The Magpies slipped to within two points of the Barclays Premier League relegation zone as a result of their 3-0 reverse at the King Power Stadium last Saturday, prompting a week of blood-letting on Tyneside. Coloccini and his team-mates held a no-holds-barred meeting on Monday in an effort to thrash out the problems which have contributed to a deeply damaging eight-game losing streak, and the captain later issued an open letter to fans pleading for their support. Press Association However, he has moved to deny rumours which have been circulating this week that the frustration within the camp led to blows being exchanged on the journey back from the East Midlands. Writing in his programme notes ahead of Saturday afternoon’s home clash with West Brom, Coloccini said: “The dressing room after the game was angry at the result and the performance. “However, I have read things this week that said there was fighting between the players in the dressing room and on the bus. That is not true at all. “Everything that was said was positive and constructive as everyone is trying their best to push the team back up the league. “This week we have had a number of meetings between the players and with the staff at the training ground. Everyone has made it clear that they want to fight for this club to keep Newcastle in the Premier League.” Head coach John Carver, who revealed on Thursday that he has to believe he is the best coach in the Premier League if he is to restore his squad’s shattered confidence, has taken much of the blame for a dreadful sequence of results. However, Coloccini insists that responsibility lies with the players. He said: “This situation is the fault of the players. We have put the team in this position in the league, we take responsibility for that and it is up to us to get ourselves out of it.” Newcastle skipper Fabricio Coloccini has denied that players fought on the bus back from their disastrous defeat at Leicester.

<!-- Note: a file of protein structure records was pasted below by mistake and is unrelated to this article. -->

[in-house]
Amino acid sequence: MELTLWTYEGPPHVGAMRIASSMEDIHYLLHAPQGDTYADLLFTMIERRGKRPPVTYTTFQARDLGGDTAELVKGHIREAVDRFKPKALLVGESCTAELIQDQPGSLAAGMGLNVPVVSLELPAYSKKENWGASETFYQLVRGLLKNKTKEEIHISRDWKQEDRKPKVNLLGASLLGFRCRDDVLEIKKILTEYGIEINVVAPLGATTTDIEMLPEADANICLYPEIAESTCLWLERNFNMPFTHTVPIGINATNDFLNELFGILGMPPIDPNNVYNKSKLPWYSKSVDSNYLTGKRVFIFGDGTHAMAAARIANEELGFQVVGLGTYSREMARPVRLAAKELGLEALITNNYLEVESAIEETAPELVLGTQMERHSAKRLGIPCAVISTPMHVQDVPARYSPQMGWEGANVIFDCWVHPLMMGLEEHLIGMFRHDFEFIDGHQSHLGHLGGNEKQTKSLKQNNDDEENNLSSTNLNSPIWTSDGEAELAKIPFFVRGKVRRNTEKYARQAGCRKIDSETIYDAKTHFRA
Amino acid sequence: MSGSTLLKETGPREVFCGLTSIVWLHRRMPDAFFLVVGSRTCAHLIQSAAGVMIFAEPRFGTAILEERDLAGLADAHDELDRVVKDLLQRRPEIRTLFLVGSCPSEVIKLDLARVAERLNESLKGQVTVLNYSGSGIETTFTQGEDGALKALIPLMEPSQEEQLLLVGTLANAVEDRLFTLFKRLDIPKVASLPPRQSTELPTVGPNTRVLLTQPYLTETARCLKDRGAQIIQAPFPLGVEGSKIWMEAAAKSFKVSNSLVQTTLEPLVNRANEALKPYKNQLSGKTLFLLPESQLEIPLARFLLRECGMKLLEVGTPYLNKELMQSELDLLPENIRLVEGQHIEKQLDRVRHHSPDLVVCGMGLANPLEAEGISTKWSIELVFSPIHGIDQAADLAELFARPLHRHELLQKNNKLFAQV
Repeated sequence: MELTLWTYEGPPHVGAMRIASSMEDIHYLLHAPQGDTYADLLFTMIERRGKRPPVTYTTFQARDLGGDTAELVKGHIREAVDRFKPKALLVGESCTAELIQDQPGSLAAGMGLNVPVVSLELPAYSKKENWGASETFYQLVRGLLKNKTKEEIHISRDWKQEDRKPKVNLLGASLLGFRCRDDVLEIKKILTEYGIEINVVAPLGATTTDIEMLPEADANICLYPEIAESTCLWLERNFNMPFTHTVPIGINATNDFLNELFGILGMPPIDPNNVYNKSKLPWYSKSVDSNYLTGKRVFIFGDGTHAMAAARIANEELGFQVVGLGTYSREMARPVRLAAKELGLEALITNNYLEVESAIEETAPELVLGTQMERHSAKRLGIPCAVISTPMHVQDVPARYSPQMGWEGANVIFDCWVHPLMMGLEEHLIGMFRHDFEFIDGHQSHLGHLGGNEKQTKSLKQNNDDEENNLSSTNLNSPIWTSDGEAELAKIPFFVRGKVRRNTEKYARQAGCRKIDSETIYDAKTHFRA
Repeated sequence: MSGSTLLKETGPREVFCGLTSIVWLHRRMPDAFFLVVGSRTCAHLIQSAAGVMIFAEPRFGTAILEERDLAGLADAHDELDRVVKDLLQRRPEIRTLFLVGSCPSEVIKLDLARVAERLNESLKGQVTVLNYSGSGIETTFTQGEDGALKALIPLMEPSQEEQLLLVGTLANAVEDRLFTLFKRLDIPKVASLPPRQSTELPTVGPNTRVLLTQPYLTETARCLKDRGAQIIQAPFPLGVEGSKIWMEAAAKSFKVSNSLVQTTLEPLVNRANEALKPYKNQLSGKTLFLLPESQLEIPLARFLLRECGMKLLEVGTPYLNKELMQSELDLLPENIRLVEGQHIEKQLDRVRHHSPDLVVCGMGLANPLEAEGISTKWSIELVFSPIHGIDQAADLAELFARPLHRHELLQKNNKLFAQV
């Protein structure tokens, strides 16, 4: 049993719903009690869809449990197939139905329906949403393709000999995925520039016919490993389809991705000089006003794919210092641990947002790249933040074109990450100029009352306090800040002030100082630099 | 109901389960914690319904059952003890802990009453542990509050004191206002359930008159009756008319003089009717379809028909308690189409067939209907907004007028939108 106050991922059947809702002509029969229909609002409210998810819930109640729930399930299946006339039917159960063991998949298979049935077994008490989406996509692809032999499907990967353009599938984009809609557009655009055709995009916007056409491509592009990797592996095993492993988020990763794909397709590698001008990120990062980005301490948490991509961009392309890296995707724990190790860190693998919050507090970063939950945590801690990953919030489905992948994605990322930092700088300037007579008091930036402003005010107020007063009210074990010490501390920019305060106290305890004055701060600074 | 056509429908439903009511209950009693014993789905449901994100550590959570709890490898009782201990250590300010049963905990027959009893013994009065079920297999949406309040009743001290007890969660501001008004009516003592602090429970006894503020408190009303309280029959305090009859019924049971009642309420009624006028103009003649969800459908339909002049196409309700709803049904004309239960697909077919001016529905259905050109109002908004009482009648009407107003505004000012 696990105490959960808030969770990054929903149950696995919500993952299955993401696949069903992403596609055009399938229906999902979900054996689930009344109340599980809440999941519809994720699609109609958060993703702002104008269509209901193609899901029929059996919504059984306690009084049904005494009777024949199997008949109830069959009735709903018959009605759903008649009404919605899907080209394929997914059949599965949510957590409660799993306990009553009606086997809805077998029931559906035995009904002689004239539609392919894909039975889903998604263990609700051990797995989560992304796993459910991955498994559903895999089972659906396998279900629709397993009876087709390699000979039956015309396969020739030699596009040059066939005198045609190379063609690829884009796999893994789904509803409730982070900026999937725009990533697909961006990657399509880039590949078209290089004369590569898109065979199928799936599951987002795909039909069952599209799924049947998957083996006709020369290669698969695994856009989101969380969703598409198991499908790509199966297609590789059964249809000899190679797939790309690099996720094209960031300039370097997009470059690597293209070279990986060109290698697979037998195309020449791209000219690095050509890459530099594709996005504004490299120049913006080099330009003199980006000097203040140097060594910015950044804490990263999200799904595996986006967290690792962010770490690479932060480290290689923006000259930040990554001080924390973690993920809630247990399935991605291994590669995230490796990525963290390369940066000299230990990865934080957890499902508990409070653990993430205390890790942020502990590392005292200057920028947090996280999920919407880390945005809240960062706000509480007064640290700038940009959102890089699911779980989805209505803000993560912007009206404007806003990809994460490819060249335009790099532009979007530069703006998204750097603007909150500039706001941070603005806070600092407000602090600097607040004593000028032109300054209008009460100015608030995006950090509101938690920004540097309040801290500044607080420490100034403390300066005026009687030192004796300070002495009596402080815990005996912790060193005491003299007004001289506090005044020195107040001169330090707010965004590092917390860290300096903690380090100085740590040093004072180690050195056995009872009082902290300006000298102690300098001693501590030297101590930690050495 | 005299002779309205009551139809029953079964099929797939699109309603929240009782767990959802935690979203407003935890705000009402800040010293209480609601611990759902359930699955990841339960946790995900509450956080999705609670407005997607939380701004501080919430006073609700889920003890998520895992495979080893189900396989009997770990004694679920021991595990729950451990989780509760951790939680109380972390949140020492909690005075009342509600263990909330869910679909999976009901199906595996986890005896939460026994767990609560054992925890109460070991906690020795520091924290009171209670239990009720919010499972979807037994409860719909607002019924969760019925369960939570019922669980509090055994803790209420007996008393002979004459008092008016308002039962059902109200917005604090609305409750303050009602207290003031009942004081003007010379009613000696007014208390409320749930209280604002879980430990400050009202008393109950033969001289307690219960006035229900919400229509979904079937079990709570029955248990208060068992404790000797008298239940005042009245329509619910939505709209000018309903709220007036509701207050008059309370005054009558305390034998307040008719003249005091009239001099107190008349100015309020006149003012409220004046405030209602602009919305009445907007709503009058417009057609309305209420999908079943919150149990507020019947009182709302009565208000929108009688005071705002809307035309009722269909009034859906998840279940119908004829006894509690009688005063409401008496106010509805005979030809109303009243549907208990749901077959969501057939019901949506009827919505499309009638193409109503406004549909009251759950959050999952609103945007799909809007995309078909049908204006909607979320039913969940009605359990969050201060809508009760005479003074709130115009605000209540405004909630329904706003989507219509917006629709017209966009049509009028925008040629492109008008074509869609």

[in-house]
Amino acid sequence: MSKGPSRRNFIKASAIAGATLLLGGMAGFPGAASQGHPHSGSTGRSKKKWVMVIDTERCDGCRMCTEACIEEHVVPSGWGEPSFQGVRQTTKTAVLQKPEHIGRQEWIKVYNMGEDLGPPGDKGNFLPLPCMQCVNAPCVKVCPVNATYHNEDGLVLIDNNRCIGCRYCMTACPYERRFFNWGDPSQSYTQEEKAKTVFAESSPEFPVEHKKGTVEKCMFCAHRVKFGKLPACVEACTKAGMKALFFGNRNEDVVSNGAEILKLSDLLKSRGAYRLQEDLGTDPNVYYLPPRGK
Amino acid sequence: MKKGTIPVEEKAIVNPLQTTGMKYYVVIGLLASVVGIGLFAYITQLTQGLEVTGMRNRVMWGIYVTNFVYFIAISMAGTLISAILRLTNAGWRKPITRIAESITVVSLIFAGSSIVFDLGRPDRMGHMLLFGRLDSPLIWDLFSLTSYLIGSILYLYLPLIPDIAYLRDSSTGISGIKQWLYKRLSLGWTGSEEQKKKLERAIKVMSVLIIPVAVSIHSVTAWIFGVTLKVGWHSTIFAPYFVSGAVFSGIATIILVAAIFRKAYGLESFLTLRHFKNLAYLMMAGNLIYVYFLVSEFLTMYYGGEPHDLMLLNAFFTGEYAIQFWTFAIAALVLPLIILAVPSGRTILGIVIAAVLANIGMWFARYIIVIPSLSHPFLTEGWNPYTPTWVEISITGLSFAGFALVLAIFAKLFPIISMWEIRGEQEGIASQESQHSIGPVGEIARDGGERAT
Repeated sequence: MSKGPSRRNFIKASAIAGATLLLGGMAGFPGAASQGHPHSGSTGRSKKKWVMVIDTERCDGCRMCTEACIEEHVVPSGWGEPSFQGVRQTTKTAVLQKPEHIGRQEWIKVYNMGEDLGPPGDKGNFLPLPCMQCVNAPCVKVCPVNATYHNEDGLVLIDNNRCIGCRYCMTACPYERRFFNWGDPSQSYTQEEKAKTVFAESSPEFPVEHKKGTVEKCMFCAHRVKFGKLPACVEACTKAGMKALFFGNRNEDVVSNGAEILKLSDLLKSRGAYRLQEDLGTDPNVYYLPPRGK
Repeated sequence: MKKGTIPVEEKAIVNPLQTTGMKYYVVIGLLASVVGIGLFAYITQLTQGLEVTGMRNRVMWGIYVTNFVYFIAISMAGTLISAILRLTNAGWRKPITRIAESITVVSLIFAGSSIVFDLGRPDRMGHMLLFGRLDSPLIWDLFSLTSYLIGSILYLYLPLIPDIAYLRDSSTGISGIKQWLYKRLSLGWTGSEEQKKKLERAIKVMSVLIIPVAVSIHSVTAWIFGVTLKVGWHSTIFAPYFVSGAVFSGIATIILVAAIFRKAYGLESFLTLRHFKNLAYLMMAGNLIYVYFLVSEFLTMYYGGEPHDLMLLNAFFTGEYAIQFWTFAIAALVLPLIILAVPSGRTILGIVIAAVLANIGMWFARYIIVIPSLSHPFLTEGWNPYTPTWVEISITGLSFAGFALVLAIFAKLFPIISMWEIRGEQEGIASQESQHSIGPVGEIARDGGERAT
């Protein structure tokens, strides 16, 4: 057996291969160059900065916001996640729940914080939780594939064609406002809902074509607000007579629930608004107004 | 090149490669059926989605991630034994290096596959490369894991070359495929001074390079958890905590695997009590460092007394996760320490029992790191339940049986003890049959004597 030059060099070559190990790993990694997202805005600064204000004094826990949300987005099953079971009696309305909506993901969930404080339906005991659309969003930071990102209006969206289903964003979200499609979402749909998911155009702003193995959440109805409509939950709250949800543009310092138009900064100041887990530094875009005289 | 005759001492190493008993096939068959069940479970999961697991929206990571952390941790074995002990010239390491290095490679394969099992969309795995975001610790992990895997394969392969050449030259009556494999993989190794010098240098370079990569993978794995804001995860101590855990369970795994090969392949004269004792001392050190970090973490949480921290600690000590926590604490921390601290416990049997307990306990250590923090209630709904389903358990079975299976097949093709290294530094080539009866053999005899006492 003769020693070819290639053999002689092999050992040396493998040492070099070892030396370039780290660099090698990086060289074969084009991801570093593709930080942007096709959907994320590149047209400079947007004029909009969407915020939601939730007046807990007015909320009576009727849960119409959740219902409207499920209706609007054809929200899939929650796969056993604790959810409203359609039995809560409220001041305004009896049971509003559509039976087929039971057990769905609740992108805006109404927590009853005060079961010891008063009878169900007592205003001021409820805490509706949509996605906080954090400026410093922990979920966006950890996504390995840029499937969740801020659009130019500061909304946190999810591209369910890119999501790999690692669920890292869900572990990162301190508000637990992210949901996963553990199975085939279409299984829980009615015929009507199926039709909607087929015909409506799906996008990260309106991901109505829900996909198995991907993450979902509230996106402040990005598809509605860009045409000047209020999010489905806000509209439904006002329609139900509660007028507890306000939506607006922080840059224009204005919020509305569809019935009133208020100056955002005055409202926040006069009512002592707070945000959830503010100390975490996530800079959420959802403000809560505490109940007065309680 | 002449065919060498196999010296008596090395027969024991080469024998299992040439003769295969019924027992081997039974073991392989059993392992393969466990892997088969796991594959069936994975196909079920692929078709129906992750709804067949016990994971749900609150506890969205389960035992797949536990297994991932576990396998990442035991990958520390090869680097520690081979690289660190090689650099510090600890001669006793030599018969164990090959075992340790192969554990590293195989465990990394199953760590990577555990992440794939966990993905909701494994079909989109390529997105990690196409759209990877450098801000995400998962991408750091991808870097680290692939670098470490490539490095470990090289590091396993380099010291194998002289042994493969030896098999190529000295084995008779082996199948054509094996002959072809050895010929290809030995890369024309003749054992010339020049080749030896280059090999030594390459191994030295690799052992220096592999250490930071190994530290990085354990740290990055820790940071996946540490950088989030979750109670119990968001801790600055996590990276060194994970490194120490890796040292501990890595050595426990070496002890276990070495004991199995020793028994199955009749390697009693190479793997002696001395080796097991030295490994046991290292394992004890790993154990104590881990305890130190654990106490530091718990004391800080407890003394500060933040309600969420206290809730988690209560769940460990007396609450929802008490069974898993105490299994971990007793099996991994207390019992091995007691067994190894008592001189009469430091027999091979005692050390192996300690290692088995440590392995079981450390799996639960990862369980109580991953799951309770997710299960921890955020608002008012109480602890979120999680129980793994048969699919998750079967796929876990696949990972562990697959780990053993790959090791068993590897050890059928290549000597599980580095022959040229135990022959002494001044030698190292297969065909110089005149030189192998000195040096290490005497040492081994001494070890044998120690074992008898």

Delhi is experiencing an efflorescence of dining like it has never seen before.Today, it can lay claim with justification to the mantle of being the country’s ‘gourmet capital’ – a crown that Mumbai regarded as its birthright.I am using ‘gourmet’ not in the stuffy sense of the word, but to signify an informed interest in good food, irrespective of its provenance, whether from a hole in the wall that has stood the test of time or from a whitetablecloth restaurant that is the rage of the season. Delhiites like to eat and spend good money on food (as Mumbai’s favourite restaurateur Rahul Akerkar of Indigo once described the city me,” Delhi is a consuming market, a well-heeled market”). And can they be opinionated about food and hold forth on it (mostly intelligently) for hours! Go to Facebook and you’ll see in abundance this side of Delhi.Olive’s AD Singh was the first Mumbai restaurateur to recognise Delhi’s evolving palate, followed by Riyaz Amlani of Smokehouse restaurants, and most recently, by Rahul Akerkar. And just as you start thinking that you’ve seen the last of the food groups on Facebook, another one pops up with its own fan following. There are people who deride these culinary churnings as exercises in narcissism, as outpourings of extremely boring people who live in some la-la land, but isn’t that true of people who are passionate about politics, films and sports? Delhi’s long march from the days when it used to be derided as the Republic of Butter Chicken is being reflected in the new wave of restaurants thriving across the city and now, increasingly, Gurgaon. I remember AD Singh, the brain behind the national success of Olive Bar & Kitchen, saying to me in 2004 that ” Delhi goes to a restaurant to eat; Mumbai, to see and be seen.” He was very nervous, in fact, before opening Olive Bar & Kitchen in Mehrauli, despite the success of its philosophy of laidback fine dining in Mumbai, because he was certain Delhiites would judge the new restaurant primarily on what they got to eat, not the looks or the vibes. The city’s fabled love of good food, and the lengths it can go to be adventurous, is now mirrored in the new restaurants mushrooming all over.advertisementDelhi was the country’s first city to have a Spanish and a Thai restaurant with expat chefs – Esmeralda (1986) and Thai Pavilion (1992), respectively, at The Oberoi – but these turned out to be flashes in the pan. Its love for the unfamiliar and the authentic, this time round, is here to stay and get more intense as more restaurants open to cater to this gastrolust.Delhi today has in Indian Accent the country’s finest ‘ Inventive Indian’ restaurant. It has become the second home to regional cuisines – from stalwarts such as Oh Calcutta, City of Joy, Saravanah Bhawan and Delhi Karnataka Sangha to newbies like Carnatic Cafe (New Friends Colony) and Yeti: The Himalayan Kitchen (Greater Kailash-II, M-Block Market), to the north-eastern quartet of Jokai (Assam Bhawan), The Nagaland Kitchen and Rosang Cafe (Green Park Extension), and Dzukou (Hauz Khas Market), to the Cyber Hub Gurgaon’s quartet of Made in Punjab, Soda Bottle Opener Wala, Dhaba by Claridges and Zambar, and Bernardo’s, Delhi-NCR’s lone flag-bearer of Goan food a little farther away.This passion to go regional now expresses itself even in global cuisines showcased in the city. Before Neung Roi opened at the Radisson Blu Plaza, Mahipalpur, did anyone care about the geographical divisions of Thai cuisine? Or did anyone have the foggiest on Emilia-Romagna till Artusi opened at the city’s new foodie destination – M-Block Market, Greater Kailash-II – and popularised the region’s cuisine? Today, we have what no one would have wagered on not even five years ago-a thriving French restaurant (Rara Avis), a second outlet of the Spanish eatery Imperfecto, two more chef-driven restaurants to give the grande dame Diva company (Nira Kehar’s Chez Nini and Julia D’Sa and Jatin Malik’s Tres), and a neighbourhood Japanese restaurant (Guppy by Ai).Welcome to the Gourmet Capital!Fine dining under the MetroFio Cookhouse & Bar, without doubt, is the finest restaurant at the increasingly busy Epicuria.It’s a great feeling to be able to sit below a Metro line and have a fine meal without being shaken by the rattle and rumble of trains, looking out to a garden shielding you from the bustle of one of the city’s busiest commercial complexes – Nehru Place. I was at Fio Cookhouse & Bar, smacking my lips after a soul-warming portion of broccoli raviolo soup, in Epicuria, the country’s first community food mall inside a Metro station.advertisementThe brainchild of entrepreneur Vivek Bahl, Epicuria has transformed the Nehru Place Metro station into a destination. And with four lead attractions besides Fio – the hugely popular nightclub Flying Saucer, Starbucks, Karim’s and India’s first Benihana (despite mixed reviews!) – it has brought home the idea of dining at a Metro station. Epicuria, thankfully, will soon have three or four clones across Delhi, starting with the Airport Metro station at Connaught Place.Fio at Epicuria turned out to be a real discovery, for I had last visited the original restaurant at the Garden of Five Senses in Said-ul Ajab, and was piqued by its attempt to balance Indian and Italian menus. The combination seems to have worked for its owner, Vineet Wadhwa, a 1980 graduate of the Institute of Hotel Management, Pusa (New Delhi), who spent his green years in the hospitality business under the tutelage of A.N. Haksar, ITC’s first Indian chairman.At Epicuria, Fio is a tad more Italian with a food library look. After 11, though, the place transforms into a party zone for the hip and young where new genres of music rock the scene.I haven’t checked out Fio’s desi menu, but sharing the chef’s table, I was won over by the peri peri olive chicken noisette and the petit roesti (a nifty cocktail snack) loaded with butter beans, portobello mushroom, artichoke, caramelised onion and cheese phyllo, followed by the basil lime steamed fish with balsamic butter, the forest mushroom risotto with asparagus broth, and finally, the unforgettable Viennese chocolate mousse.Beehive of selfies A number of tall buildings have natural beehives, but it takes a manager who thinks out of the box to turn one into a tourist attraction, which is what has happened to the beehive thriving on the ledge overlooking a glass pane on the 11th floor of Pullman Gurgaon Central Park.To draw attention to the beehive, the hotel has put up a plastic sign on the window, which tells us, among other things, that a beehive can produce up to 27 kilos of honey in a good year. I doubt if anyone has ever attempted to extract honey out of the beehive tucked away in a corner of the hotel’s exterior wall that even a spiderman would find hard to negotiate, but it has become a tourist magnet.Not a guest passes by without shooting a picture of the beehive, or taking a selfie with the beehive appearing to rest like a crown on top of the head.– If you share my disgust at wine prices charged by five-star hotels and restaurants, check out the new wine menu at Gulati’s Spice Market, which is at the far end of the road behind DLF Place and Select Citywalk in Saket.The restaurant has introduced quarter bottles (a first for the city priced at Rs 400 plus taxes), which are just right for couples with one partner who’s not into wine. Half bottles are priced between Rs 450 and Rs 950 (for made-for-Indian-food Spanish white wine, Torres Vina Esmeralda Moscatel + Gewurtztraminer 2012) and the full bottles, between Rs 950 and Rs 2,000, which is a steal when you compare the tab with how much wine is selling for elsewhere. advertisement